Does corporate social responsibility affect the cost of equity in controversial industry sectors?

Abdelmajid Hmaittane, Kais Ben Hmida Bouslah, Bouchra M’Zali

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6 Citations (Scopus)
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This study examines whether corporate social responsibility influences the cost of equity capital of firms operating controversial industry sectors.
This paper computes the ex-ante cost of equity capital implied in analyst earnings forecasts and stock prices for a sample of 2,006 U.S. firm-year observations belonging to controversial industry sectors (alcohol, tobacco, gambling, military, firearms, nuclear power, oil and gas, cement and biotechnology) during the period 1991-2012. The baseline regression model links CSR score to the implied cost of equity capital (ICC) and controls for firm-specific characteristics, industry factors, and economic or market-wide factors. This model enables to capture the differential effect of CSR on ICC when the firm belongs to a specific sector of the controversial industries by adding an interaction term between CSR and the dummy variable representing this belonging.
The findings show two main results. First, CSR engagement significantly reduces the implied cost of equity capital (ICC) in all controversial industry sectors, taken as a group, as well as in each one of these sectors individually. Second, this effect is more pronounced when the firm belongs to the alcohol and tobacco industry sectors.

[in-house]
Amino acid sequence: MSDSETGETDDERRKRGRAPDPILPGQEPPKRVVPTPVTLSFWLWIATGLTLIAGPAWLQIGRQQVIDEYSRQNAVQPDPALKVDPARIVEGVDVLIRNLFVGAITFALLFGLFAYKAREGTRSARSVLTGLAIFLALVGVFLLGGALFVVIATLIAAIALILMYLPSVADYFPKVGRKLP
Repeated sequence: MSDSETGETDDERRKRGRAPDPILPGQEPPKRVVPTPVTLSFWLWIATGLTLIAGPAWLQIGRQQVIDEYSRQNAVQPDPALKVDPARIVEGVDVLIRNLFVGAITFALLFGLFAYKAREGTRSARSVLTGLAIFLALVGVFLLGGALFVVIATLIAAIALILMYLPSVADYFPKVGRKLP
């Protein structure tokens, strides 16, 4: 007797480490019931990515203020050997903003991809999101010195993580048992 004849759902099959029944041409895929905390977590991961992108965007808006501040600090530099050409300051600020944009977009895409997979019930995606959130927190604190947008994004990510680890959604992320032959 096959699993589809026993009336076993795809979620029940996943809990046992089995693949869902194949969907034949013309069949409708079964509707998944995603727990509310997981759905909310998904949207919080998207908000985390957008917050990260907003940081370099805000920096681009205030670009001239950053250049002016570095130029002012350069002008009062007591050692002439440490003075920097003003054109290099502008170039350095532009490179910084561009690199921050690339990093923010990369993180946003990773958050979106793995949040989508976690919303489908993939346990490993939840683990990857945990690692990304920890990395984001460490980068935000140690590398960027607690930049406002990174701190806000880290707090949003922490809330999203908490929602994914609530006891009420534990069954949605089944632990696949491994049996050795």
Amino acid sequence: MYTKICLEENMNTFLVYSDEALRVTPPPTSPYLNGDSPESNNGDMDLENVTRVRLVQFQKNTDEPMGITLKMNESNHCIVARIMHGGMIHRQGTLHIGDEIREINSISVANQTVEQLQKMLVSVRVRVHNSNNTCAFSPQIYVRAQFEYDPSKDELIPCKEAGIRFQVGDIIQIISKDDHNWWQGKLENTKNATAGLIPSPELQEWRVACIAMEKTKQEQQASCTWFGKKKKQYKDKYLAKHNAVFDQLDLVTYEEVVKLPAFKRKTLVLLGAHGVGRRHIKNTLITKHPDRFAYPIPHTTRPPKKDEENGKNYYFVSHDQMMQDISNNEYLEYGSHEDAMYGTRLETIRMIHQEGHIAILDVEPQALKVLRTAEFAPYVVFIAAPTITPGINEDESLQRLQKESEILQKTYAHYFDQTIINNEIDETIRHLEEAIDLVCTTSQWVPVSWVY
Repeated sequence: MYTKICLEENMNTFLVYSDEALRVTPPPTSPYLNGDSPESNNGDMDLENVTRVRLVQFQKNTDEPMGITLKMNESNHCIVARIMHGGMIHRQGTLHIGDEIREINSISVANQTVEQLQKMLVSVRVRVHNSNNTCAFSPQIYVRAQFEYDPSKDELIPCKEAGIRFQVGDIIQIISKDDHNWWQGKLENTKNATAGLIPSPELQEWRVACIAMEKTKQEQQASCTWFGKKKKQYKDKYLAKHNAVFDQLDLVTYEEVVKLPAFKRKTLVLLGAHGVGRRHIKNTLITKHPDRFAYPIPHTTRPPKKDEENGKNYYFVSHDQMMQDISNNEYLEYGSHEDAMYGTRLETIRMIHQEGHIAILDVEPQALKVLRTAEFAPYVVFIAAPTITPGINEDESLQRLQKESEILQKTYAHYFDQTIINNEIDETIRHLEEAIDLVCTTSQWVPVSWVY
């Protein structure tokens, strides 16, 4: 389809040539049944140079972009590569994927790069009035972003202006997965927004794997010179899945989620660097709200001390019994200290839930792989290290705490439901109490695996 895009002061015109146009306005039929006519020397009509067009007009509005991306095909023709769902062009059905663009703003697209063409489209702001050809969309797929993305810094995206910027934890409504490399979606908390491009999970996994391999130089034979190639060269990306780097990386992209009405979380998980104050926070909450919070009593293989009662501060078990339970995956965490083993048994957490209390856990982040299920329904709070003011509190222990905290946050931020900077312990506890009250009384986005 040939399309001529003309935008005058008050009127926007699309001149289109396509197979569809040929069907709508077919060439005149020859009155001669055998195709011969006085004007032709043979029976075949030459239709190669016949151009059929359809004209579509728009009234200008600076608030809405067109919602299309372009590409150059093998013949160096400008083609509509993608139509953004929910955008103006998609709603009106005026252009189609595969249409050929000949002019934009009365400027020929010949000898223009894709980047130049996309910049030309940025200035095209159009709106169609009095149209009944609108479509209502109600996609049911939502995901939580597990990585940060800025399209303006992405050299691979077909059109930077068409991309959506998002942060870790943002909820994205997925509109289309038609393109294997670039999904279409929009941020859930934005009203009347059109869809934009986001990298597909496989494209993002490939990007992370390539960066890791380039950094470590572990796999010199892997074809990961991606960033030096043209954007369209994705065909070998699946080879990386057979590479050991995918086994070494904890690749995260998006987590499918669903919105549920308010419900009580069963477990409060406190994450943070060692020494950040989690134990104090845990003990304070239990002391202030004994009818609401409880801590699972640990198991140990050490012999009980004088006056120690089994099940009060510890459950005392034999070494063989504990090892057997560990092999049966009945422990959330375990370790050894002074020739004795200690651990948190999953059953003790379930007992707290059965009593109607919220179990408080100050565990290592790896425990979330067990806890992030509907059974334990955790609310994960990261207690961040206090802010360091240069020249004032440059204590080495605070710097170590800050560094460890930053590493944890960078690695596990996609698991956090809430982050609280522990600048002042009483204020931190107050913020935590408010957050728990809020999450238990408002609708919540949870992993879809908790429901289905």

The findings have two important practical implications. First, they should increase managers’ confidence and incentives, in controversial industry sectors, to pursue CSR activities. Second, policymakers can encourage managers to undertake CSR initiatives in controversial industry sectors through tax incentives (e.g., reduce taxes for CSR related investment projects).
This paper extends prior studies that investigate the perceptions of capital market participants of firm’s CSR commitment (e.g., Sharfman and Fernando, 2008; Goss and Roberts, 2011; El Ghoul et al., 2011; Jo and Na, 2012; Bouslah et al., 2013) by examining the effect of CSR on ICC in the controversial industry sectors. It contributes to the debate around the relevance of CSR in controversial sectors by providing evidence of the reduction effect of CSR activities on ICC in controversial industries and by showing that this reduction impact is more pronounced when the firm belongs to alcohol, tobacco industry sectors.
Original languageEnglish
JournalReview of Accounting and Finance
VolumeAhead of print
Early online date8 Jul 2019
Publication statusE-pub ahead of print - 8 Jul 2019


  • Corporate social responsibility
  • Cost of equity capital
  • Controversial industry sectors


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